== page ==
Construction wrapping up for the year
Many street projects in Blue Earth coming to the final stages
Blue Earth citizens have watched the progress of various construction projects around town for most of the summer. As fall approaches, orange cones and signs are nearing their departure from countless Blue Earth streets.
“They all have some work to do, but I’d say in a couple of weeks, the construction activity will definitely be quieter,” shares Benjamin Rosol, project engineer at Bolton and Menk.
“I’d say we’re ahead of schedule,” Rosol continues. “The weather helped a lot this year. We had probably four or five rainy days this construction season. Being able to stay on-site and get work done helps a lot.”
Rosol also shares the status of specific street improvement projects around Blue Earth.
“The main project would be Walnut Street, Hood Street, and Third Street,” Rosol explains. “A lot of the sod has been placed in that area, which is kind of the last step of the project. There is a little more concrete work left to do.”
Rosol adds, “Nothing is completely done, but we’re getting closer.”
Rosol also communicates updates about another area of town which has been torn up throughout most of the summer.
“There is still a little work left to be done on 10th Street and Nicollet Street,” he says. “We’re looking to pave those streets in the middle of next week.”
Rosol continues, “Once we get the paving and concrete done, they’ll finish doing the boulevard restoration, and that’s the last step of the project.”
The Safe Routes to School project, a program funded by the Minnesota Department of Transportation which seeks to improve the safety of children’s routes to school, is also rapidly approaching completion.
“That one we’re about 95 percent done with,” Rosol says. “The sidewalk is done, all restoration is done. We just have to do some striping and signage.”
One hold-up the project has experienced involves receiving a permit from the Union Pacific Railroad to work on Main Street, where the railroad crossing is located.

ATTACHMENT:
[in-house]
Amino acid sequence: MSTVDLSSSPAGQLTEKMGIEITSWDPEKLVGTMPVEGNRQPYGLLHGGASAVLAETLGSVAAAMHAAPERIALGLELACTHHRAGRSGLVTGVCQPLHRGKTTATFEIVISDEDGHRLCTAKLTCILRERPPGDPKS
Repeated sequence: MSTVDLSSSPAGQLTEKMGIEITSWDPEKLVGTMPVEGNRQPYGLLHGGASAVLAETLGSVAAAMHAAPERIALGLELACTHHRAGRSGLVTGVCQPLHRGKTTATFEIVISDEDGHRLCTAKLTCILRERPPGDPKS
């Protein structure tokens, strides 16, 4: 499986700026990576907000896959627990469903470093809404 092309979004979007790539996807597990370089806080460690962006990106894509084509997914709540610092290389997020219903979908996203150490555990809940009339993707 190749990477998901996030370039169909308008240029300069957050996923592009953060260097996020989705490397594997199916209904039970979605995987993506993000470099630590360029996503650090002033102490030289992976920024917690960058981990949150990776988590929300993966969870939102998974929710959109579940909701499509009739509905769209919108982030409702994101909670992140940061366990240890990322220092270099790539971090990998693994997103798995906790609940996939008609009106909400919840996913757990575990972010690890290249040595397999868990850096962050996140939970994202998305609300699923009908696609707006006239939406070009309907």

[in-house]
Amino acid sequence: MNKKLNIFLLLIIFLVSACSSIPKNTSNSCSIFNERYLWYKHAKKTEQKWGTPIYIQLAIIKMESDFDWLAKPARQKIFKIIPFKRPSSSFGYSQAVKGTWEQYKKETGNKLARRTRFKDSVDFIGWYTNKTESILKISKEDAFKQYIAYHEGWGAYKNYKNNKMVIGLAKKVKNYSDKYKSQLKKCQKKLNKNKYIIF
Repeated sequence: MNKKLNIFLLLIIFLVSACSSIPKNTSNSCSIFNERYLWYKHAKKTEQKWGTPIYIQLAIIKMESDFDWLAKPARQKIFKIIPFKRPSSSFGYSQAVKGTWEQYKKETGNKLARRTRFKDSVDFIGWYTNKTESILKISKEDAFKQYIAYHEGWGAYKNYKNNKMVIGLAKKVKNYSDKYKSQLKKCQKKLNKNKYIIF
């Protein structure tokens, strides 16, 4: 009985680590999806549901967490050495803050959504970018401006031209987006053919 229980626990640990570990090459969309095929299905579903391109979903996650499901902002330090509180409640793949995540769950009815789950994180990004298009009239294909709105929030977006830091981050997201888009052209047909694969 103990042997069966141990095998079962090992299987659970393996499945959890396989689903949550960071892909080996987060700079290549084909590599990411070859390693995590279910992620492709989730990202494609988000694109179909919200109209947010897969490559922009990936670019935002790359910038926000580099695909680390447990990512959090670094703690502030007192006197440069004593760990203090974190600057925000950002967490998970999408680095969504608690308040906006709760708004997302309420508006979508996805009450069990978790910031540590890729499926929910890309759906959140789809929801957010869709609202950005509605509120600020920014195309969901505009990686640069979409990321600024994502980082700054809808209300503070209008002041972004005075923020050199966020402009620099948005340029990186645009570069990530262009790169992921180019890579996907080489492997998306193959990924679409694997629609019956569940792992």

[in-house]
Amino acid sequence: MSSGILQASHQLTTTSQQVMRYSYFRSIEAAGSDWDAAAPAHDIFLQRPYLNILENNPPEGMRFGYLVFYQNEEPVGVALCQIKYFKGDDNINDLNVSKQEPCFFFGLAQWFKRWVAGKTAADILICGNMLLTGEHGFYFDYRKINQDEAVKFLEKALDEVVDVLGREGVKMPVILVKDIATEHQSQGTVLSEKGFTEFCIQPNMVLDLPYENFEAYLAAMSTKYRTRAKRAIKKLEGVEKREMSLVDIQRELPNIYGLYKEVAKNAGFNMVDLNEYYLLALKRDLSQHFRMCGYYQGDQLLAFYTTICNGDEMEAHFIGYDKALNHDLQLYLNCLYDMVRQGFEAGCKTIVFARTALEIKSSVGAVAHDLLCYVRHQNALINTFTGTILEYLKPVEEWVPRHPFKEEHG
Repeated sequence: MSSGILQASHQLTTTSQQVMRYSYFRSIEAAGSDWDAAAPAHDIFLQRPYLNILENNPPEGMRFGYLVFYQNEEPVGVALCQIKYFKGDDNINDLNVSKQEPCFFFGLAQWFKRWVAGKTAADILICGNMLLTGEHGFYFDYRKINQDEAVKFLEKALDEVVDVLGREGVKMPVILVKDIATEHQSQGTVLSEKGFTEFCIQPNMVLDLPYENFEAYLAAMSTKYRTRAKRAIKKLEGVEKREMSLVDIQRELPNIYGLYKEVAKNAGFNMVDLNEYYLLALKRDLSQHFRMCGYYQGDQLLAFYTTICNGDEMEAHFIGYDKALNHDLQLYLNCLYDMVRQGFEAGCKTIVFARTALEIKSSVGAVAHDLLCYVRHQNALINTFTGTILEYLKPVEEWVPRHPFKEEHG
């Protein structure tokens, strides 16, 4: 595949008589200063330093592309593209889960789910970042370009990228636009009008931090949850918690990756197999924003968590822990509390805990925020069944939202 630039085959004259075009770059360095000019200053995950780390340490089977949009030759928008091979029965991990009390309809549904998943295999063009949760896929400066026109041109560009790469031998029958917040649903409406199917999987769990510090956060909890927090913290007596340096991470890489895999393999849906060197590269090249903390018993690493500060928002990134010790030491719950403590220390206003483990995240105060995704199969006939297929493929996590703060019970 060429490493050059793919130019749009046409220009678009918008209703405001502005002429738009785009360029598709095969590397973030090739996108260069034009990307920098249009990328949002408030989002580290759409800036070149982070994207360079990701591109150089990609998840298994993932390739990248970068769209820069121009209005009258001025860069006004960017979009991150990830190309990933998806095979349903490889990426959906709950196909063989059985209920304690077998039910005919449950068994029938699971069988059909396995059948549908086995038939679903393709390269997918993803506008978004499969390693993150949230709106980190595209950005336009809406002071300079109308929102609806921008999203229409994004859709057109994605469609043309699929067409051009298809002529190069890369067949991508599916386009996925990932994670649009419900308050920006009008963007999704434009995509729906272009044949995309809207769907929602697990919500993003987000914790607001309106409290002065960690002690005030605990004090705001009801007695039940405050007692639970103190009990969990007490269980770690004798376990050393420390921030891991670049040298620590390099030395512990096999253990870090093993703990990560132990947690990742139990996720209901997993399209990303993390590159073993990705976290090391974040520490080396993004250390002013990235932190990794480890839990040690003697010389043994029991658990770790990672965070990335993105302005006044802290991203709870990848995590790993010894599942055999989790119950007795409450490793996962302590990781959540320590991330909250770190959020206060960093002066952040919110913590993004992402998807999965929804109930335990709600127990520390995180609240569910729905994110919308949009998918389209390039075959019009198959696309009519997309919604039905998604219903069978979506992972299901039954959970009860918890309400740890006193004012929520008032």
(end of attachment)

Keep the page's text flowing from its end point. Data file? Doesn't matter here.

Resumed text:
“We’ve been trying to get that for quite a while, and haven’t made a lot of progress,” Rosol admits. “We’re just waiting for them to give the final approval.”
While the Safe Routes to School project is being funded by two grants, as well as some funds obtained through a local match, the rest of the street improvement projects around town are funded through city utility fees and assessments to pay off construction bonds.
When asked whether the projects have been carried out to cost, Rosol replies, “We’re doing good on price. There hasn’t been anything that’s caused us to have to pay more.”
Rosol explains several steps are taken to determine which Blue Earth streets need improvements each year.
“You look at the condition of the street, the surface of it, and figure out the age of the pipework under the street,” Rosol says. “That’s the biggest factor: failing underground infrastructure.”
Rosol acknowledges pipework can become a big issue when not attended to in a timely manner.
“Nicollet wouldn’t have lasted another year, it was so bad,” Rosol admits of its pipework.
Rosol adds other factors drive the discussion of yearly street improvement projects, as well. “There’s a street committee, and they meet periodically.”
He continues, “Between the street committee and the city we have a list, and a five year plan. Projects rotate in and out depending upon condition and what needs to be done to keep the pipe in use for the residents living on the street.”
While no concrete decisions have been made regarding next year’s street improvement projects yet, Rosol shares discussions are well underway.
“More updates on next year’s projects are coming on Monday (Oct. 4), at the council meeting. The city is looking to continue construction next year on several more blocks in town.”
Rosol says he is grateful to Blue Earth residents for their cooperation with the many projects which have been underway all summer.
“They were all really patient and accommodating with this project,” Rosol says. “I hope they end up getting a nice street that they can use for many years to come.”
Rosol concludes, “Overall, it ended up being a good project.”